He continues, "For my mother to have to life as someone she wasn't, hide and protect her kids … for all this time, for her to sit in front of me and tell me, 'I think I love someone,' I really cried … I was so happy for her that she was free … I knew [that that she was gay], but this was the first time we had the conversation, the first time I heard her say she loved her partner. She said, 'I feel like I love somebody.' She held that little bit back still – she didn't say, 'I'm in love' … And I just started crying."

6. The murder of Jay-Z's uncle splintered his family.
Jay-Z's father left his family when the rapper was "around 10 or 11. "As a kid I had a bunch of anger towards him," Jay-Z explains. But with time he's gained a fuller understanding of the circumstances leading to his father's departure. "His brother had gotten killed in the projects," Jay-Z explained. "Someone would call him and say, 'I've just seen the guy who killed your brother.' He would get up from his bed with his children, take his gun and leave the house. At some point, my mother was like, 'you have a family here.' But she didn't have the language she needed to say, 'we love you, we don't want to lose you as well.' So her fear came out like an ultimatum to him … That splintered their relationship. From there he was in deep pain, started using heroin and things like that."

7. The famous East Coast vs. West Coast rap rivalry of the 1990s was misguided.
"The idea of the rap beef ... it really started as a competitive sport, like basketball," Jay-Z says. "In order for me to get on the mic and rap in front of the crowd, I had to be the best. So you'd say your best rhyme; I'd say mine. It wasn't a hostile thing. Let's make each other better. We weren't even rapping for ourselves in the beginning. We were rapping for the DJ. The whole idea was you were supposed to keep people interested in the DJ … that's why all the DJs names came first: Eric B. and Rakim, Jazzy Jeff and the Fresh Prince. The MC wasn't at the forefront."

He acknowledges the inter-coastal rivalry between East and West, which culminated in the deaths of the Notorious B.I.G. and Tupac, was "really ugly." "I think now everyone's learned the lesson of what that can really do; how far that can really go," he adds. "We lost two amazing people behind that. I think everyone took a step back and said, 'Whoa: This is not what hip-hop is about.'"

8. Jay-Z's sixth grade English teacher hooked him on language.
"I just loved her class so much, reading the dictionary" Jay-Z recalls. "My love of words – I just connected with her. She took us to her house on a field trip. She had ice in her refrigerator way back when no one had it. I thought, 'Oh man. I might be an English teacher.'"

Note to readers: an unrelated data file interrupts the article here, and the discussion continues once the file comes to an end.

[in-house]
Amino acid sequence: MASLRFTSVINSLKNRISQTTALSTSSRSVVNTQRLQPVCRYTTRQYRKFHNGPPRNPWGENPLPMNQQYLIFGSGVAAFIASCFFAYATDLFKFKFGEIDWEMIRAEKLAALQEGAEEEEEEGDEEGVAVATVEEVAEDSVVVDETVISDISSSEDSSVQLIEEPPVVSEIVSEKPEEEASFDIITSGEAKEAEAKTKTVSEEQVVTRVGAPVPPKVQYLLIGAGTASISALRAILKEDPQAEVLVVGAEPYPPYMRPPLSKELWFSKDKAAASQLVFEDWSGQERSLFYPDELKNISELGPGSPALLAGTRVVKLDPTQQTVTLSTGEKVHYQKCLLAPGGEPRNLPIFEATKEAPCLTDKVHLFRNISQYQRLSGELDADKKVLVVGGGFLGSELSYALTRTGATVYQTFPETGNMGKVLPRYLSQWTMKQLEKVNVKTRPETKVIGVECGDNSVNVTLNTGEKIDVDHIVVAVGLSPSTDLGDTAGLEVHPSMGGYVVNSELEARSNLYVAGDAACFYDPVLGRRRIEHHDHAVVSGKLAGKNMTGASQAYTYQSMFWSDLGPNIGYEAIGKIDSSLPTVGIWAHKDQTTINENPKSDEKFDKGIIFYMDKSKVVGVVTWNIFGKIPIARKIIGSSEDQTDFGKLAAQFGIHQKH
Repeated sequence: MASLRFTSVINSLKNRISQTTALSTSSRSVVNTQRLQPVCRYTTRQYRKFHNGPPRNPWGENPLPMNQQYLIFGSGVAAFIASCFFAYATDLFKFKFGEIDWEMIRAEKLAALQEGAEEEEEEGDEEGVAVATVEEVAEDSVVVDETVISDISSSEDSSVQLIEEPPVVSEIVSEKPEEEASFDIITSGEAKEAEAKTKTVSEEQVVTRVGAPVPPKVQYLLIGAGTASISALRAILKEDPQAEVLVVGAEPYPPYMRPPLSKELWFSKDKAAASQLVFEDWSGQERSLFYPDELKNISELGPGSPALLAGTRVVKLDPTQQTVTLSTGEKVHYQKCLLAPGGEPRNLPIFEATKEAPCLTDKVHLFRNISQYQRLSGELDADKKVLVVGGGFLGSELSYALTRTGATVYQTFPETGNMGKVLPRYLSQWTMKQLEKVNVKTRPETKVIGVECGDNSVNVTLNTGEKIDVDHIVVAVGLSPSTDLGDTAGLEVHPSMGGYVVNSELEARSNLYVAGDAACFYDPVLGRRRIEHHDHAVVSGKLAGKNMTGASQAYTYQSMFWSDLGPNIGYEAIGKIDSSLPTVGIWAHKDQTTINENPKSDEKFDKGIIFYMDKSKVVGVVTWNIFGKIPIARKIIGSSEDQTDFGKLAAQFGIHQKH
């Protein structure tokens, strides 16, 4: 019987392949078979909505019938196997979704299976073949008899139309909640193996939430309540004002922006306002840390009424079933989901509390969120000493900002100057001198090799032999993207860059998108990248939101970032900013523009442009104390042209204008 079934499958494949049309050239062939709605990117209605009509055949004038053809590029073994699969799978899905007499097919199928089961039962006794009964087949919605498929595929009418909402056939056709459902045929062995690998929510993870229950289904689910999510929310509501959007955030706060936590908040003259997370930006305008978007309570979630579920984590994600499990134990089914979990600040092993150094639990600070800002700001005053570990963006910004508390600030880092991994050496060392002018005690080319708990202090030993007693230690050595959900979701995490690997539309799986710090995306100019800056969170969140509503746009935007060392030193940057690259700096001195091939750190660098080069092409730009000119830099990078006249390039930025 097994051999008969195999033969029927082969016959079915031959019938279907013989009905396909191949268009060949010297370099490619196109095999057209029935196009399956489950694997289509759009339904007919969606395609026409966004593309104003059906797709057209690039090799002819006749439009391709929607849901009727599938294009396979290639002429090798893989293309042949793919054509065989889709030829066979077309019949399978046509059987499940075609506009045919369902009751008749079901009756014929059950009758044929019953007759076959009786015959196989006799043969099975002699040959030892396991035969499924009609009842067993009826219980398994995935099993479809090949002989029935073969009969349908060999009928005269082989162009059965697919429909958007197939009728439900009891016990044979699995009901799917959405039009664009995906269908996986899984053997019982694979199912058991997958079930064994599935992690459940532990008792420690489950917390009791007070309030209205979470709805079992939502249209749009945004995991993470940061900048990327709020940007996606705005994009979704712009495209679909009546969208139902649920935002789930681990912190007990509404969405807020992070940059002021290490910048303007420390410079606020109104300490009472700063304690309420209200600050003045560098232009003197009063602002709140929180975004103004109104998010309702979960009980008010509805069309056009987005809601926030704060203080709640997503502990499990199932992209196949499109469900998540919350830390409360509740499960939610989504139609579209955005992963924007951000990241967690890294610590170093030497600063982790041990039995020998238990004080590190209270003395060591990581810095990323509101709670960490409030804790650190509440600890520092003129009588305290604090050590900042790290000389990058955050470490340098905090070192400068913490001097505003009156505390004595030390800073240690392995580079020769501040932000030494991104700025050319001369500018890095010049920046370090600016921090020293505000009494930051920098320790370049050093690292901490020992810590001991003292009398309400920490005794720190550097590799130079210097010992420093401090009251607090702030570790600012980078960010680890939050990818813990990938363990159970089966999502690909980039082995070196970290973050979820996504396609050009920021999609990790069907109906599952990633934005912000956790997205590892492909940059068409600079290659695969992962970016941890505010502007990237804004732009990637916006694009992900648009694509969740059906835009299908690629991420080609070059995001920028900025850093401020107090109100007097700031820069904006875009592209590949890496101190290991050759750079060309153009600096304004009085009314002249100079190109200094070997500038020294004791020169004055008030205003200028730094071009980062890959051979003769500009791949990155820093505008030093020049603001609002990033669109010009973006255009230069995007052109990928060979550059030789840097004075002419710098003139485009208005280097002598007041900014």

9. Jay-Z thinks President Trump's actions will help galvanize progressive political activity.
After discussing Jay-Z's advocacy on behalf of Kalief Browder, who spent over 1,000 days in pre-trail detention at New York City's Rikers Island before his case was dismissed, Letterman turns bluntly to the President: "I'm beginning to lose confidence in the Trump administration," he says. "What do you think of that?"

Jay-Z chooses to think optimistically. "I think that what he's forcing people to do is have a conversation and band together and work together," the rapper explains. "You can't address something that's not revealed. He's bringing out an ugly side of America that we wanted to believe is gone … We still gotta deal with it. We have to have tough conversations – talk about the N-word, talk about why white men are so privileged in this country."

He tells Letterman, "It takes people like you, especially all the young people across the country, speaking out and saying, 'This isn't right, I don't represent what he represents, and I'm gonna change that.'" Then the rapper makes a bold prediction: "I think we'll see record-breaking numbers next election."

10. Both men believe their marriages are now on a stronger footing after troubled periods caused by their own infidelity.
Letterman's interview comes to a somewhat awkward conclusion in which the host alludes to his own adultery – without ever referencing it explicitly – and asks Jay-Z, "I'm wondering if this rings a bell with you?" Although the rapper apologized numerous times for straying from his marriage on last year's 4:44 album, he follows Letterman's opaque lead, avoiding any direct references to past events in his relationship. He never even names his wife. "For a lot of us – especially where I grew up, and [for] men in general – we don't have emotional cues," Jay-Z says. "Our cues are be a man, stand up, don't cry … I want to be open, I want to have the emotional tools it takes to keep my family together."

He continues, "I have a beautiful wife who's understanding and knew that I'm not the worst of what I've done. And we did the hard work of going to therapy. We love each other. We put in the work. This music that I'm making now is a result of things that have happened earlier. Like you, I like to believe that we're in a better place today, but still working, still communicating and growing. I'm proud of the father and the husband I am today because of all of the work that I've done."